When the Indian Health Service medical team arrived in Whiteriver, Arizona, the population of the White Mountain Apache Tribe was facing a level of contagion ten times higher than the state’s average. The long distances between homes in this isolated territory was becoming a challenge to be able to control the pandemic effectively.
The medical team decided to use a basic tool of epidemiology, contact tracing. The Whiteriver Indian Hospital it’s a small institution serving a population of over 18,000 people in a challenging geographic region. In those rural areas, it is common to find extended families, eight or more people living together in two-bedroom houses. An attempt was made to install tents outside the houses, to isolate the sick, but sharing bathrooms and eating utensils increased contagion by almost 80%. The elders of the tribe live with their families, so it is common to find at least one person at increased risk of contracting COVID-19 in each home.
Medics quickly realized that people living so closely together required them to track patients who tested positive as well as anyone who tested negative but could have been exposed to the virus. Keeping a record of their health and taking preventative measures to keep them healthy became a priority. One of the main symptoms they identified was happy hypoxemia, a not well understood but common condition in patients with COVID-19 that causes dangerous rates of low oxygenation which often go unnoticed, until it is too late. For this reason, according to a New York Times article, the doctors proactively focused their efforts on locating patients with these symptoms in order to prevent unmanageable situations, due to distance and transportation difficulties as well as insufficient number of artificial respirators.
When the medical team at the Indian Health Service identified people suffering from happy hypoxemia, they tried something simple: detect it early and oxygenate patients at home. They would visit people’s homes, check their symptoms, and use one of the simplest and cheapest medical diagnostic aid devices: a pulse oximeter that measures oxygen levels and pulse and costs as little as $12.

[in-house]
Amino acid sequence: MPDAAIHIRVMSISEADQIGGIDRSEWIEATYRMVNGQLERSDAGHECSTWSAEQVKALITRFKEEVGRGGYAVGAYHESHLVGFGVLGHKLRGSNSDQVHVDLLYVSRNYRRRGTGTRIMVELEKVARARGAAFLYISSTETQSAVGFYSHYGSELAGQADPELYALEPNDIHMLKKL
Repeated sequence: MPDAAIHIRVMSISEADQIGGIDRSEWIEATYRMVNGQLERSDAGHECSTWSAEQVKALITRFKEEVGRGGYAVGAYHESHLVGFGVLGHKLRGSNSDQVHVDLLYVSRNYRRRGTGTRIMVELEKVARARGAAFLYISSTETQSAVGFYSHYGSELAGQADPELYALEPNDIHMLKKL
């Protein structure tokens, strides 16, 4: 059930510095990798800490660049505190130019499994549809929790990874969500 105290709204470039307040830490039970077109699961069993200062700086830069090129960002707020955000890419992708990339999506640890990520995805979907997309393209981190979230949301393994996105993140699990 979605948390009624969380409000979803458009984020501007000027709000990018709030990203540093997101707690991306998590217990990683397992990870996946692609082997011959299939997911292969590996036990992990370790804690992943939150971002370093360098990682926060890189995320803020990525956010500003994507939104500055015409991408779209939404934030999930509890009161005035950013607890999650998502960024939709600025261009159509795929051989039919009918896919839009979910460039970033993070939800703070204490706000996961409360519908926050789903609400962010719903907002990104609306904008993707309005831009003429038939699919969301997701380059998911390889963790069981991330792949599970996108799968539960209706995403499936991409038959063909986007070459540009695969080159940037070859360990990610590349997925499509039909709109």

By just paying home visits, accompanying people for a short walk through the house or the patio with an oximeter on their finger, were they able to detect hundreds of cases early, manage them with less aggressive therapies and at a lower cost. Above all, the approach created a surprising outcome. Although the Tribe has one of the highest levels of contagion, due to the work of the medical team, it has one of the lowest death rates in the state and the country.
The Indian Health Service medical team recently released a scientific paper announcing their findings. The members of the medical team openly acknowledge the commitment and effort of the Tribal leaders, who have provided logistical and personnel needed, so that the contagion tracking system and personalized attention to patients can give the necessary results.
The Tribe’s Chairwoman Gwendena Lee-Gatewood has also led significant efforts to contain the pandemic, by maintaining strict nightly curfews and requiring people to wear masks, while at the same time providing the needed support for the community. Under her leadership, the local government has helped expand internet access and delivered Ipads to students for remote learning. It has maintained a consistent food distribution system to encourage families stay home. Currently, the community is trying to regain a certain level of normalcy, even in public schools, where they have conditioned the facilities for a possible return to classes.
Doctors conclude in their paper by saying, “Covid-19 is a novel disease in need of novel approaches. But our experience has shown that there is no substitute for providing services according to the most basic principles of medicine and public health. In our current health care system, knocking on doors and talking to patients may be the most novel approach of all.”
FOR MORE INFORMATION: